More important to this region is the four-laning of U.S. 80, and current Gov. Bob Riley has spent the first 11 months of his administration trying to fund essential services like education and public safety.
That doesn’t mean Riley is nave to the transportation needs of this area. During his campaign last year, Riley discussed the extension of I-85, which he dubbed a "West Alabama
Riley also hinted that he knew the importance of road expansion in this part of Alabama.
So they do know
What’s obvious about the transportation concern in West Alabama and the Black Belt is that those public officials who actually can make a difference and order a project to begin won’t do it. But why?
In a nutshell, that’s the explanation most economic developers in West Alabama will give about the lack of transportation improvements.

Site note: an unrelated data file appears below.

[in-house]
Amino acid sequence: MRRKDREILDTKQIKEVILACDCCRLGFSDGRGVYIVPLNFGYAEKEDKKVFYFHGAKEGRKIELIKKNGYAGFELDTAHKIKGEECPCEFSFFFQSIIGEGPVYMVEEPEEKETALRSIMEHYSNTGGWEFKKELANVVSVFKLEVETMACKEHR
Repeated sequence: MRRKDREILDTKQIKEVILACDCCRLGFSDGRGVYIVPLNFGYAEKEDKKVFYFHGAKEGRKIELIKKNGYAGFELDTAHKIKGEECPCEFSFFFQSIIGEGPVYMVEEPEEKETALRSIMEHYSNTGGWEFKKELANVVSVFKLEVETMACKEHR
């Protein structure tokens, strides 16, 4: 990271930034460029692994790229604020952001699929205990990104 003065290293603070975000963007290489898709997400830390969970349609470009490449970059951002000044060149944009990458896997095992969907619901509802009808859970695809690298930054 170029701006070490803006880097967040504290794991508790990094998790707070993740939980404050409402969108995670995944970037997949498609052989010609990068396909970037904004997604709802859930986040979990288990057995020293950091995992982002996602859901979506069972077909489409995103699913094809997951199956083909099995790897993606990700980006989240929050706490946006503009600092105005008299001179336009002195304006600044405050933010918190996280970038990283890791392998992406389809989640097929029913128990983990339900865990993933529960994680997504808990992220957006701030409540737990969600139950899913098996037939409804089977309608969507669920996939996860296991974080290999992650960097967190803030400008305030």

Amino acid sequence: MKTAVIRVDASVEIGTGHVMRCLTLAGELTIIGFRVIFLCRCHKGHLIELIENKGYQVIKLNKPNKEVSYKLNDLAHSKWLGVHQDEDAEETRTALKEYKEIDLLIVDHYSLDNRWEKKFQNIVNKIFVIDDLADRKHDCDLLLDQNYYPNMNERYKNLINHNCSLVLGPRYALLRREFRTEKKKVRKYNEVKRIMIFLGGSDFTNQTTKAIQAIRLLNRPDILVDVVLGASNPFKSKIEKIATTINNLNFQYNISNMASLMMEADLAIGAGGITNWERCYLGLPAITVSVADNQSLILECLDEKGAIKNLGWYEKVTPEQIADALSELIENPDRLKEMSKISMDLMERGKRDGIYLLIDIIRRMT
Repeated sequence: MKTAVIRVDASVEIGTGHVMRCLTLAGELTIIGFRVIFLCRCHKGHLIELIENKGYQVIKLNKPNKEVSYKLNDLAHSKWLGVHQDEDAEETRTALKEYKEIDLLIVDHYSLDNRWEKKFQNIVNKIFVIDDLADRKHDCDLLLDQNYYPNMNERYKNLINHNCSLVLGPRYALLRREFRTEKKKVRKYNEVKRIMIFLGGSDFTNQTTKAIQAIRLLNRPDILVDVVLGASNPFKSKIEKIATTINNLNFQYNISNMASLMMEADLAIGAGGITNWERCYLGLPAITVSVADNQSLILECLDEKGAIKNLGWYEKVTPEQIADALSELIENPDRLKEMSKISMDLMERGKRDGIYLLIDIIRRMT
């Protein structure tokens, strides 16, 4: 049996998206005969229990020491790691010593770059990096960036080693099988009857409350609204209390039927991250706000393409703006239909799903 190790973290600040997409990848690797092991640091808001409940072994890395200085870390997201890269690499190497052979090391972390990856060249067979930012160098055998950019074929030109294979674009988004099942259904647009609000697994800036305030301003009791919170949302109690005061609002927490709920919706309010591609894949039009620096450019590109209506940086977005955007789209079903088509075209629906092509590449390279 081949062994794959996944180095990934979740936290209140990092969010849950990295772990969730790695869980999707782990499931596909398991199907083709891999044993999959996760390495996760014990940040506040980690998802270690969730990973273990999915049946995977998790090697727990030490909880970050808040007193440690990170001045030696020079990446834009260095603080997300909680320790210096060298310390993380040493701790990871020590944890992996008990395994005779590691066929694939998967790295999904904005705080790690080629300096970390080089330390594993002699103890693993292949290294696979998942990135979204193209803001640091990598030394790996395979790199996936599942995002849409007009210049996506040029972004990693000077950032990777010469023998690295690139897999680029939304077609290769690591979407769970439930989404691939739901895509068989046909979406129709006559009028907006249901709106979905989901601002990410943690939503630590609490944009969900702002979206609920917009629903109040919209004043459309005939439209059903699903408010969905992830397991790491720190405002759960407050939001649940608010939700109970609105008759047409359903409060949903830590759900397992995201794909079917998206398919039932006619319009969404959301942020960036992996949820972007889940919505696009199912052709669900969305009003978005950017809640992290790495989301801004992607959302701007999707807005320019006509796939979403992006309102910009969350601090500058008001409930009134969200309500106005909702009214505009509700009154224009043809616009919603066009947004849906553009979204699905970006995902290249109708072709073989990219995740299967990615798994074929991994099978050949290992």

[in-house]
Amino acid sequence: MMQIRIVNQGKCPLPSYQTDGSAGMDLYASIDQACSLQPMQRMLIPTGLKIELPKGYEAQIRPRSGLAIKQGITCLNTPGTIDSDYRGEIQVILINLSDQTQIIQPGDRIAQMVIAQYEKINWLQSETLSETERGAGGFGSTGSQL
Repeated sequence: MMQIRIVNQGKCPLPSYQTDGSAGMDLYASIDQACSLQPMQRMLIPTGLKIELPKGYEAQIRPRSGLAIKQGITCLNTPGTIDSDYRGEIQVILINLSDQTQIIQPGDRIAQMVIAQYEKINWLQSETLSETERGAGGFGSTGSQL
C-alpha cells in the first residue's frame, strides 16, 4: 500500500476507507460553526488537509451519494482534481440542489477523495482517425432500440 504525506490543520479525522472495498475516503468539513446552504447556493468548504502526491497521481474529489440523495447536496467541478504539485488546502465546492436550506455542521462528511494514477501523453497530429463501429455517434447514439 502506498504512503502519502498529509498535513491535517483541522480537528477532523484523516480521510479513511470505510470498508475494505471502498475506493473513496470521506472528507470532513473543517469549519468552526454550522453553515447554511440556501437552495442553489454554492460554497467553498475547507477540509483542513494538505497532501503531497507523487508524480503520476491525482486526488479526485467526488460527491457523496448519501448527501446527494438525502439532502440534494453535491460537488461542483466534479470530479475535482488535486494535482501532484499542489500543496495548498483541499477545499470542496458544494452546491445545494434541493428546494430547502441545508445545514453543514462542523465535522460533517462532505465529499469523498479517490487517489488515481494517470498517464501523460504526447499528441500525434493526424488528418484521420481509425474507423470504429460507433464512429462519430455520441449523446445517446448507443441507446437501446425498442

Ever since politicians learned that paving roads made constituents happy, they’ve used their elected muscles to improve transportation in high concentration areas where they can earn the most political support from the people who put them in office.
If that’s the case, Alabama’s Black Belt may never progress, and it makes Riggs a bit more than peeved.
As long as transportation projects get put on the back-burner in Montgomery and Washington, D.C., Riggs’ assumption of how politicians view rural areas may always remain the same. Without adequate four-laned roads into this region of Alabama, the people like Hopper in Calhoun County always will get "more looks."